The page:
The Large Hadron Collider is poised to begin bashing protons together at record energy rates in its attempt to unveil additional mysteries about how the cosmos works ten years after it found the Higgs boson.
A three-year hiatus to modernize the particle collider in anticipation of its third run resulted in a reopening in April. In a press conference, the European Organization for Nuclear Research (CERN) revealed that the machine would run nonstop for almost four years at the unprecedented energy of 13.6 trillion electronvolts.
To accomplish this feat, a 27-kilometer ring dug 100 meters under the Swiss-French border will be traversed by two beams of protons—particles in the nucleus of an atom.
Researchers from a wide range of experiments will utilize the increased capacity to investigate the mysteries of dark matter and the universe’s other basic mysteries such as the Higgs boson and the Higgs boson. Recently, CERN also revealed the discovery of three new particles.
At 1.6 billion proton-proton collisions a second, scientists hope to achieve their goal. A human hair is around 70 microns thick, therefore the proton beam width will be reduced to less than 10 microns this time around to boost the collision rate. Using the increased power, they’ll be able to dig further into the Higgs boson, which the Large Hadron Collider discovered years ago.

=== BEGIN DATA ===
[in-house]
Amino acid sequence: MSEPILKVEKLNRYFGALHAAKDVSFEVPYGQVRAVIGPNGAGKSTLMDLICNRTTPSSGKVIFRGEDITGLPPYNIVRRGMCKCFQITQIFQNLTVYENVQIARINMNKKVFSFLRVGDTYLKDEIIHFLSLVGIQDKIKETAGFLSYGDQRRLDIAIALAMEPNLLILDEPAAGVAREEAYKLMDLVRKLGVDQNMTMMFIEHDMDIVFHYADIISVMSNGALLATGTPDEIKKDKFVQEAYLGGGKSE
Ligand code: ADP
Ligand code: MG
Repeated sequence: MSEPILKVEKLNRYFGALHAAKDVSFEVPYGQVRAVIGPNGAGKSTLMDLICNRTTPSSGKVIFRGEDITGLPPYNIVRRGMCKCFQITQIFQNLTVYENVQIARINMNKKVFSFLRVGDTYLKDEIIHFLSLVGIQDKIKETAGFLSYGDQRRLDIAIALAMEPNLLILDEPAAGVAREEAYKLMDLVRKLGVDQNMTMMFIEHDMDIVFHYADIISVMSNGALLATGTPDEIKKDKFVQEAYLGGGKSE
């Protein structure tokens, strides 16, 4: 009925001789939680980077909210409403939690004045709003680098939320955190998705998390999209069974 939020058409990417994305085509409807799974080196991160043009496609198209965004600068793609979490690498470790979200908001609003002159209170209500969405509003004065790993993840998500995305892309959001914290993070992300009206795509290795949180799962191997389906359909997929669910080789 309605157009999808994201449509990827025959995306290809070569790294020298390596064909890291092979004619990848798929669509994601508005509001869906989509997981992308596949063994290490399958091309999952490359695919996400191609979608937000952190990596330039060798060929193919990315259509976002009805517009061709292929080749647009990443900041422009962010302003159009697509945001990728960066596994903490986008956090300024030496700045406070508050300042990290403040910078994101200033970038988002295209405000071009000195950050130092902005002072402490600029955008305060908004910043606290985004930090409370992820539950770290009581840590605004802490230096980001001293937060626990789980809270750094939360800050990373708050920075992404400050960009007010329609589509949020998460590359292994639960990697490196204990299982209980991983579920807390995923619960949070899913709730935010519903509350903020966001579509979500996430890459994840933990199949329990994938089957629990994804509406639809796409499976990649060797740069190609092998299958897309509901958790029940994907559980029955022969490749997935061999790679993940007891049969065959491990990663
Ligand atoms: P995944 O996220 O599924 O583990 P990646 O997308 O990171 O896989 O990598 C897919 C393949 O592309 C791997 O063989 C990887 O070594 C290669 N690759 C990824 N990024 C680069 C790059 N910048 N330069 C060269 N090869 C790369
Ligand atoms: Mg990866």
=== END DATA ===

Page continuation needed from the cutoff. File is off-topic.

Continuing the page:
One of the primary reasons for the boson’s revolutionary impact on physics is that it is consistent with the Standard Model, the accepted explanation for the nature of all basic particles in matter and the fundamental forces that control them.
Although recent results have questioned the Standard Model, a freshly improved collider will examine the Higgs boson in more detail.
An even more significant finding may be in the works. If recent oddities found in their data are the result of a fluke or an indication of a fifth force of the universe, scientists hope this latest run of the collider will help them answer that question.